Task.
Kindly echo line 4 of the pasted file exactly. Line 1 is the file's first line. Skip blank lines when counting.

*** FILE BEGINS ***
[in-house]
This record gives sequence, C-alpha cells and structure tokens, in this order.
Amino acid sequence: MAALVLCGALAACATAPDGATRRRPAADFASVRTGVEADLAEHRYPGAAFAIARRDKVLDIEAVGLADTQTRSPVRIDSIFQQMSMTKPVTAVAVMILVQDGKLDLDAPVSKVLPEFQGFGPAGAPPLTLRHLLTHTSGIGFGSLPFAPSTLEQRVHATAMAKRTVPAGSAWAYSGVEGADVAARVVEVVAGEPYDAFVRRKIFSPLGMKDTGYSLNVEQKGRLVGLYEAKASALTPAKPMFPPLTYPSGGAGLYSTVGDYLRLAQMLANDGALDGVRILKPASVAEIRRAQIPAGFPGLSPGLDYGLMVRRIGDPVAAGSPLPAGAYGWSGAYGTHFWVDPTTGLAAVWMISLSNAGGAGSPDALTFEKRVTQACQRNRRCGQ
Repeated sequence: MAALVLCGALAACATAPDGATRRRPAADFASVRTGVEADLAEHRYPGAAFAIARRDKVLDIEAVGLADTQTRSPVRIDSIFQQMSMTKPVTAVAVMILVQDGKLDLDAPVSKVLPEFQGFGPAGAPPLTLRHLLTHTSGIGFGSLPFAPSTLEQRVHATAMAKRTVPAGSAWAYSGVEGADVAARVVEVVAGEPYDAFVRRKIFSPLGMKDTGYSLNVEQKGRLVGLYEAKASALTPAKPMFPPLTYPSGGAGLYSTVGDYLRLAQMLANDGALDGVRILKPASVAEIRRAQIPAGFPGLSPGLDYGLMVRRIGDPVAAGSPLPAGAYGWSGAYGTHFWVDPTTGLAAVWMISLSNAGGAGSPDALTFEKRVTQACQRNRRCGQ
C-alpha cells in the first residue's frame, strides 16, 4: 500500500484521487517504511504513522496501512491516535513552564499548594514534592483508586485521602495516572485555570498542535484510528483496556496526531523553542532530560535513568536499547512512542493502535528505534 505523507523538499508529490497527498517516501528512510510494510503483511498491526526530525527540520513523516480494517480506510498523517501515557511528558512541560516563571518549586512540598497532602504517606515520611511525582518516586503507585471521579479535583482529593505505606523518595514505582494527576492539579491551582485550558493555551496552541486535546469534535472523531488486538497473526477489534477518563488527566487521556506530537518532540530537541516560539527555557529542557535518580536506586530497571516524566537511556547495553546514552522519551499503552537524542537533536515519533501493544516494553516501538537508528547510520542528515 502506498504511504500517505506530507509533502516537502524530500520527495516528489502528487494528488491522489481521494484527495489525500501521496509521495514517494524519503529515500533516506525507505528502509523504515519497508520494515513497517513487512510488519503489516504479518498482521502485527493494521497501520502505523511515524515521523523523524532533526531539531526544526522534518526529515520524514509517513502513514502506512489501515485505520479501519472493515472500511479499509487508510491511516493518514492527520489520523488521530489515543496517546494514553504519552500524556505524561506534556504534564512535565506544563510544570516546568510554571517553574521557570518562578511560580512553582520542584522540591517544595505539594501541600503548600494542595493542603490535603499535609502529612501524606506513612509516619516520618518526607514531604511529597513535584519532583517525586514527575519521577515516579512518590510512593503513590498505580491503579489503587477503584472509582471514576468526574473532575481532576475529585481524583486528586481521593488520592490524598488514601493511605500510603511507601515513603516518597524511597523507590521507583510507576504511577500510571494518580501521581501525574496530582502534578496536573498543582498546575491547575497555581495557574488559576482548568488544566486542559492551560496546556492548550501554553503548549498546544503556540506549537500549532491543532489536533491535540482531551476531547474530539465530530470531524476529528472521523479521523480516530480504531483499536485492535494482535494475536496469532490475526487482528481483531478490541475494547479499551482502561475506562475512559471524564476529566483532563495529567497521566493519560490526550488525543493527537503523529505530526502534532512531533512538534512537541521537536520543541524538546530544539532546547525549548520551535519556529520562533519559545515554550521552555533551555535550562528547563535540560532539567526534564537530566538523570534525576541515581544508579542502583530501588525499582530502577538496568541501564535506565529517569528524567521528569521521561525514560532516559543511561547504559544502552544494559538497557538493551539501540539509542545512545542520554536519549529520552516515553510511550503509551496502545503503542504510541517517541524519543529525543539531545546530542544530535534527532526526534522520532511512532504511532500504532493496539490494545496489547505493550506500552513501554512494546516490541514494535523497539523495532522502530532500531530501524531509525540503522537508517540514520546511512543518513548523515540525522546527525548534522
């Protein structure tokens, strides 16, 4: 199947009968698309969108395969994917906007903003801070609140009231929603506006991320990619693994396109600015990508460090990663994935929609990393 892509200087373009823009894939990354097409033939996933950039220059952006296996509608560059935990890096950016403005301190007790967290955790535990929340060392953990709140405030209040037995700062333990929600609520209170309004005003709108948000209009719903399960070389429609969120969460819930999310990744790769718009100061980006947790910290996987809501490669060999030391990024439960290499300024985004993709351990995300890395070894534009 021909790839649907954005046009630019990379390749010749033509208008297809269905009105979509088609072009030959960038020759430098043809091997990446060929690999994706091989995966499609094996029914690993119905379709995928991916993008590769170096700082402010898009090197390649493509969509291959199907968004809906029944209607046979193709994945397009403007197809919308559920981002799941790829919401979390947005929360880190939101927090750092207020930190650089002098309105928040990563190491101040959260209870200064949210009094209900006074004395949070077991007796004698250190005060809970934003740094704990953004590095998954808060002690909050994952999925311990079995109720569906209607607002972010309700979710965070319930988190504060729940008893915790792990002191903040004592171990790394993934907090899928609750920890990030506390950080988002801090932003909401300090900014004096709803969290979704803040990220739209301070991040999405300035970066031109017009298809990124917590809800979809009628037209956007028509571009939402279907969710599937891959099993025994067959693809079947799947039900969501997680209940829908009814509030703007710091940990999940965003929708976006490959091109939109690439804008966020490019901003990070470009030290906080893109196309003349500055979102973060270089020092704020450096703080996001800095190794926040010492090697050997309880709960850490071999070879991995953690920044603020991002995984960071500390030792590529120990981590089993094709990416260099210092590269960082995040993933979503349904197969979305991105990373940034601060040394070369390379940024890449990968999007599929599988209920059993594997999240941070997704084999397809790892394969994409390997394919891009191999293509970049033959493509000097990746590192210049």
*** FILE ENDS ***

Repeated sequence: MAALVLCGALAACATAPDGATRRRPAADFASVRTGVEADLAEHRYPGAAFAIARRDKVLDIEAVGLADTQTRSPVRIDSIFQQMSMTKPVTAVAVMILVQDGKLDLDAPVSKVLPEFQGFGPAGAPPLTLRHLLTHTSGIGFGSLPFAPSTLEQRVHATAMAKRTVPAGSAWAYSGVEGADVAARVVEVVAGEPYDAFVRRKIFSPLGMKDTGYSLNVEQKGRLVGLYEAKASALTPAKPMFPPLTYPSGGAGLYSTVGDYLRLAQMLANDGALDGVRILKPASVAEIRRAQIPAGFPGLSPGLDYGLMVRRIGDPVAAGSPLPAGAYGWSGAYGTHFWVDPTTGLAAVWMISLSNAGGAGSPDALTFEKRVTQACQRNRRCGQ